Return to Headlines

South Bergen Bridge Competition

SOUTH HACKENSACK, New Jersey -- With only their hand-drawn or digitally-made blueprints and a few boxes of unopened K’NEX kits in front of them, students from twelve Southern Bergen County districts had just one hour to build a bridge that could withstand both an earthquake and some weighted plates.

The South Bergen Bridge Competition, coordinated by the South Bergen Jointure Commission and hosted by South Hackensack Memorial School, had over one hundred middle school students take part in the assembling of bridges with one ultimate goal: being able to hold more weight than any other bridge at the event.

At last year’s competition, there wasn’t enough poundage to break Rutherford Union School’s bridge, exceeding 100 pounds in metal plates with no visible damage to the structure’s integrity. Their bridge was a well-executed engineering behemoth assembled by students with focus and precision, and the other districts made sure to take notes of Rutherford’s technique. But with the reigning champs not able to attend this year’s event, the chance to take home the 2019 trophy was wide open for all teams in attendance.

When South Bergen Jointure Commission student Stalin G. was asked if he was ready, he replied: “I was born ready.”

The South Bergen Bridge Competitions began back in the 2016, with the objective being to provide students with an after-school outlet for participating in engineering design challenges. What it instead became was your average science fair infused with the energy of a fast-paced game show. Each year, the criteria for the competition has become more challenging, and the earthquake tables (boards balancing on wooden dowels on top of pvc piping) caused some students to question how exactly they were going to attack this problem.

A delay in the start time caused the intensity to build; each team reviewed their strategies, studied the two earthquake tables their bridges would have to support itself on, and questioned whether their designs would be able to span the 48” gap. Some teams had been preparing for a few days, others for a couple of months.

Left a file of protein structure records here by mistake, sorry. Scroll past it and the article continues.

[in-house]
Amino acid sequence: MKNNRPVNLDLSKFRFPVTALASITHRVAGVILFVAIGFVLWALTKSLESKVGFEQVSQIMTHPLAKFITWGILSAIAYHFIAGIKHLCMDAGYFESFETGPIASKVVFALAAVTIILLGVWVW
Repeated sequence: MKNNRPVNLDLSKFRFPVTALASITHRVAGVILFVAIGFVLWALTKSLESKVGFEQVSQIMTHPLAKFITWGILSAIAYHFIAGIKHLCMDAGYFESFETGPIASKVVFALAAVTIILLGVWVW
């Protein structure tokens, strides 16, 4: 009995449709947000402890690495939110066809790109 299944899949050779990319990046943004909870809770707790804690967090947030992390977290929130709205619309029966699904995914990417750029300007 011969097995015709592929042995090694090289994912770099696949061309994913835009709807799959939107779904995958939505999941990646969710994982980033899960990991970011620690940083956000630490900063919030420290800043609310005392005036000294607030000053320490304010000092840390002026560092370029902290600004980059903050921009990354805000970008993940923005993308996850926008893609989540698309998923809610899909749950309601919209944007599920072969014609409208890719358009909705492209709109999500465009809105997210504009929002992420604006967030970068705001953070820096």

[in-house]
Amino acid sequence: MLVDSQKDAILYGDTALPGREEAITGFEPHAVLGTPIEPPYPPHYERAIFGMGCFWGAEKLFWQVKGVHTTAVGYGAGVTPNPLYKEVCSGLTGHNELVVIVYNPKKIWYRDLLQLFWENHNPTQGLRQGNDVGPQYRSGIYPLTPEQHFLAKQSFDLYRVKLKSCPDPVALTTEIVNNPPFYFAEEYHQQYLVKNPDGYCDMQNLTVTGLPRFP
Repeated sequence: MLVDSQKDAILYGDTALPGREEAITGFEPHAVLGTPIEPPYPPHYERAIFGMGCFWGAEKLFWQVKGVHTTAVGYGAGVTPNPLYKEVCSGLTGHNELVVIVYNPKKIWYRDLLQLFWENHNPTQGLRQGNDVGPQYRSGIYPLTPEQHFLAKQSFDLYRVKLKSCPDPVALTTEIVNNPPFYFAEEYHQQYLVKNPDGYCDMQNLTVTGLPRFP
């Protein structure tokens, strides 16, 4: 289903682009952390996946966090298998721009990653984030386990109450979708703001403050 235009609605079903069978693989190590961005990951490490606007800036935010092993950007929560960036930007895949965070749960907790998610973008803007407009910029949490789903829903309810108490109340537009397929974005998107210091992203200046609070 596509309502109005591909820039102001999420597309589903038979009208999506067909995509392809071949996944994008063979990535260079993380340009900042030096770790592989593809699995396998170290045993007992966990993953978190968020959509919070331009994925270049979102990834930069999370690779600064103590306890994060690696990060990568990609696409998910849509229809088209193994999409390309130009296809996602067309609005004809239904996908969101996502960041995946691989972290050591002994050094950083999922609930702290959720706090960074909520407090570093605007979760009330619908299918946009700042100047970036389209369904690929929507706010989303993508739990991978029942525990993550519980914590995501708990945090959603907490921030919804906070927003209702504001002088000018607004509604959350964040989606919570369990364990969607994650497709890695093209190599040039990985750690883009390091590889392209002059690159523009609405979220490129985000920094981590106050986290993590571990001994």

As the students watched the projection on the screen change from reading one hour to 59 minutes and 59 seconds, you could physically feel the hurry overwhelm the gymnasium. Students ripped open their boxes and cut open the plastic packaging; they formed smaller, separate bands put in charge of working on specific components of their structure. Every second of those sixty minutes was used until time ran out.

Lodi’s Thomas Jefferson Middle School was the first to go, setting the score to beat at 15 lbs. Lyndhurst’s middle school followed shortly after, and the weights piled on. They reached seventy-five pounds -- a mark no other school would surpass. Wallington had a dramatic second place finish, with their bridge holding seventy pounds in weight. South Bergen Jointure Commission placed third with 45 pounds.

The final rankings were:
1. Lyndhurst 75 lbs
2. Wallington 70 lbs
3. SBJC 45 lbs
4T. Carlstadt 25 lbs
4T. East Rutherford 25 lbs
4T. Moonachie 25 lbs
4T. S. Hackensack 25 lbs
5. Lodi 15 lbs
6. Hasbrouck Heights 10 lbs
7T. Bogota 5 lbs
7T. Garfield 5 lbs
8. Wood-Ridge --

South Hackensack Memorial School was awarded Most Detailed Blueprint for their digital renditions of their K’NEX bridge, and Carlstadt Public School was awarded Most Unique Design.